Compare the scanned and the projected here as an example of doing just that.
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08-26-2013, 05:19 AM   #8
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Shooting a projected image means hyper-contrast, loss of detail, quirky white balance.

A good refurbished Epson V500 scanner is just as fast, probably doesn't cost more than the replacement cost of a projector light bulb, and is gentler on your slides than the heat from the projector. And for your top slides, find a K-Mount bellows unit with slide duplicator, and a 70mm lens with manual aperture.(the 70mm lens offsets the APS-C crop factor).

08-26-2013, 05:38 AM   #9
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If you have a Macro lens it's easier and results will be as good as a scan. Ideally set your slides on a white balance light box, you need the light to shine through them, not onto them. Camera on a tripod and shoot away. It would be easy to rig a cardboard frame to keep the slides in the same position every time.

Another option is to rig up a flash box, you direct the flash at a white card behind the slide and the light from the flash should be constrained to behind the slide too, contrast will decrease alarmingly if ANY light is on the slide from the camera side.

Like this

The other way to scan positive slides, or, why I kept my big DSLR by Stefan Schmidt | STEVE HUFF PHOTOS

Results are as good as any scan, slides are simple as there are fewer white balance problems that you get with print negatives which can be a pain to colour correct. If you use a TTL flash connected with a TTL lead then exposure will be automatic and any varying lightness or darkness in the slides will be allowed for.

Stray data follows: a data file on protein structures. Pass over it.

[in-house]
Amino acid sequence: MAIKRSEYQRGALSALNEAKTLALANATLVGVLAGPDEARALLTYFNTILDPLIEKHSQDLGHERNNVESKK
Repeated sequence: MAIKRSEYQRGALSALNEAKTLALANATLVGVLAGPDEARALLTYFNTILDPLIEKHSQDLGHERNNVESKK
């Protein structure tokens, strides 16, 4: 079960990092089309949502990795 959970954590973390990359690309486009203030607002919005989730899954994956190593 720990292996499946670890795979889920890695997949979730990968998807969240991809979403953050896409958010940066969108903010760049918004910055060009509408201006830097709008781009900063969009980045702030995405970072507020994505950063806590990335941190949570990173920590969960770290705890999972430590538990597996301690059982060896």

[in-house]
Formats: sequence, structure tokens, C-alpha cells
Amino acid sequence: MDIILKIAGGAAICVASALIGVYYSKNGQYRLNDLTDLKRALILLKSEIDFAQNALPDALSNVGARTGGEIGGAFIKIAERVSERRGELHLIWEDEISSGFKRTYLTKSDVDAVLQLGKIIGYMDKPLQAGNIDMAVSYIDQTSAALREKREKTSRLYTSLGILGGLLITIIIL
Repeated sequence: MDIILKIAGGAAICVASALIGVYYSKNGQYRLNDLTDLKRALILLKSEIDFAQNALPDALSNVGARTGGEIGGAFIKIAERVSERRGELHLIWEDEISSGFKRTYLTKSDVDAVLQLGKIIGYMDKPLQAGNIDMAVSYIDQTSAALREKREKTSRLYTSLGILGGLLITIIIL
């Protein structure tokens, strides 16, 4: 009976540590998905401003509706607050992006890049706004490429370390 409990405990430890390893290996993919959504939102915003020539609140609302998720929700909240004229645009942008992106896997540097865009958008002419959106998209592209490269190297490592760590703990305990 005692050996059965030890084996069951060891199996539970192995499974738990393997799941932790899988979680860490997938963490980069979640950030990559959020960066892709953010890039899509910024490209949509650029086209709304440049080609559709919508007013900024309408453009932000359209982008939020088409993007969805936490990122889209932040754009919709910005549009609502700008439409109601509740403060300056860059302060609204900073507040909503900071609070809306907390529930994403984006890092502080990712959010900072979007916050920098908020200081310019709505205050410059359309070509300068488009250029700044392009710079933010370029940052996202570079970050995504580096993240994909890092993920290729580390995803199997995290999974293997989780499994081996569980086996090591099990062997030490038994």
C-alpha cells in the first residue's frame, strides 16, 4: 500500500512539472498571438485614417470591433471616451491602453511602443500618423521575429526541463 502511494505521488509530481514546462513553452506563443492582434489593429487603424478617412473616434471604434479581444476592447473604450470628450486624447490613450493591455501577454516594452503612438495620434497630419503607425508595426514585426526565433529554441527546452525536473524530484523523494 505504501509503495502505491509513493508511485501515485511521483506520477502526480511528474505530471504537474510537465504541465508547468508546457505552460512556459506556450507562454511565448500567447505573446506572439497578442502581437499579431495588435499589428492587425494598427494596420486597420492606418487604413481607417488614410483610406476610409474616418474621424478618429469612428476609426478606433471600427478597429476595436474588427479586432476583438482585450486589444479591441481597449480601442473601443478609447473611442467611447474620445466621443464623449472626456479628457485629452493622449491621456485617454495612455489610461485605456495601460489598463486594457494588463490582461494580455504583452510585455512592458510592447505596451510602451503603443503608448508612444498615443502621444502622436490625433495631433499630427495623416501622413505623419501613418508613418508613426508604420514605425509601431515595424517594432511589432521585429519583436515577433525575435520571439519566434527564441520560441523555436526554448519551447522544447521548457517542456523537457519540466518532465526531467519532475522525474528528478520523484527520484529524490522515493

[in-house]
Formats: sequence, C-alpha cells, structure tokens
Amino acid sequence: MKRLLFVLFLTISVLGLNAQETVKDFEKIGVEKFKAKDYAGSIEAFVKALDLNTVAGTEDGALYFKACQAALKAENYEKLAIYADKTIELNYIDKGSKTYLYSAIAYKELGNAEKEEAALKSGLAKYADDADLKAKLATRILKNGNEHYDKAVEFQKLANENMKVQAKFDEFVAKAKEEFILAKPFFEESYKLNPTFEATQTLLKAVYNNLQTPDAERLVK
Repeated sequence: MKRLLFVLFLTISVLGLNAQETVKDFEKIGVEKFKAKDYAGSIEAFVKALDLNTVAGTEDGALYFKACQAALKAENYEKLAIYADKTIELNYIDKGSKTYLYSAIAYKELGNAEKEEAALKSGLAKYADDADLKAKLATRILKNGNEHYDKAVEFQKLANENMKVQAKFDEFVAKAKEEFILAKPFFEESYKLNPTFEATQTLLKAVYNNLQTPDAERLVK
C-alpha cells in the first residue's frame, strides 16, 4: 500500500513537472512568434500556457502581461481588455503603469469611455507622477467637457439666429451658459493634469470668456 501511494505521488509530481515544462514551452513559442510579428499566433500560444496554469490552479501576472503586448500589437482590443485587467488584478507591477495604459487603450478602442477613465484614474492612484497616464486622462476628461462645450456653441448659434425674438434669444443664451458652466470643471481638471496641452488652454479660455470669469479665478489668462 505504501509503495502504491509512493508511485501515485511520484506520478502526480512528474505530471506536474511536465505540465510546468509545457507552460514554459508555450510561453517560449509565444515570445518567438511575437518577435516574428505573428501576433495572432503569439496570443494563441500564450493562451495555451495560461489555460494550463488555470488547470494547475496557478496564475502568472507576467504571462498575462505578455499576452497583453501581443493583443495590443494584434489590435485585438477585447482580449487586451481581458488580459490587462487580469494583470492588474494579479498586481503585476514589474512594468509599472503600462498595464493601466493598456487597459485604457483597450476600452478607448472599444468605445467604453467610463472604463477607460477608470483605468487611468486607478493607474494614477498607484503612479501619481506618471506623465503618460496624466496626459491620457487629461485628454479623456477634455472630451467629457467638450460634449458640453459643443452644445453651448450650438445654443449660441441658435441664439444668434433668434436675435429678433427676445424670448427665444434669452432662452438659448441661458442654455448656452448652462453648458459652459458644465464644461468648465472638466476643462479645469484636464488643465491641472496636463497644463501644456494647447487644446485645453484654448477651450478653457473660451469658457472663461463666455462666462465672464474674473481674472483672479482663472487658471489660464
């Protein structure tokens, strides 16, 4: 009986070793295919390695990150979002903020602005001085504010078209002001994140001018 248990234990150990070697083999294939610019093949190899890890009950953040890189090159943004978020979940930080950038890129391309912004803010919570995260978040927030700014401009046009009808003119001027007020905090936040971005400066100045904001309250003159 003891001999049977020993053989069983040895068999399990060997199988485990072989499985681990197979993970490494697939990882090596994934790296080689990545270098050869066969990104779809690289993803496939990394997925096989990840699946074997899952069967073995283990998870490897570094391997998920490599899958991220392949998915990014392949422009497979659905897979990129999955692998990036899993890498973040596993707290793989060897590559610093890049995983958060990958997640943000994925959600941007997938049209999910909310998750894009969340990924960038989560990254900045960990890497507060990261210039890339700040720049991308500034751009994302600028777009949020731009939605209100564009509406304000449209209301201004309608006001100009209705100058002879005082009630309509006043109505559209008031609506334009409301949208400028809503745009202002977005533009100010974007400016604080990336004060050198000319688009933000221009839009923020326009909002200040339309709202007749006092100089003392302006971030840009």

EDIT: Slide copiers off eBay tend to be for old film cameras and are designed for full frame, your APS sensor will crop just the centre and there's not enough adjustment to copy the full size, there are slide copiers around for digital cameras, but they are pricey as you are, in effect, buying a macro lens.

Bellows or extension tubes can be used instead of a dedicated macro lens with no loss of quality, close up lenses are also cheap to try, but results will not be as good.

Chris

Last edited by ChrisJ; 08-26-2013 at 05:45 AM.
08-26-2013, 06:02 AM   #10
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Here you can see, side by side, the difference...

Epson Scan V500 at 2400dpi from Pentax 645N with Arsat 30mm F3.5 on Agfachrome RSXII 50 ISO


Pentax K-5 with Tamron 90mm Macro on Durst M650 with Siriocam and Kayser Slimlite LED lightbox
08-27-2013, 03:48 AM   #11
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I tried this once and ended up putting the slide duplicator back on eBay and going back to scanning with my Canon FS4000US. Medium format I send out. But while even such a scanner, which is 2002 technology, is better than using a camera with a slide duplicator, I think the potential is there for the situation to reverse at some point. For instance, a camera with no AA filter would be a good start. Also, multiple bracketed shots recomposed in PhotoAcute might have enough of an increase in resolution and dynamic range to compete with scanners. I'm not a big fan of the Epson flatbeds that are adaptable to scanning transparencies. To me it's like having a sports car with a built-in washer and dryer in the trunk. It might limit the car's performance on the road, but if you want to do a load of laundry you're good to go. I'd take almost any dedicated film scanner over a flatbed with an adapter.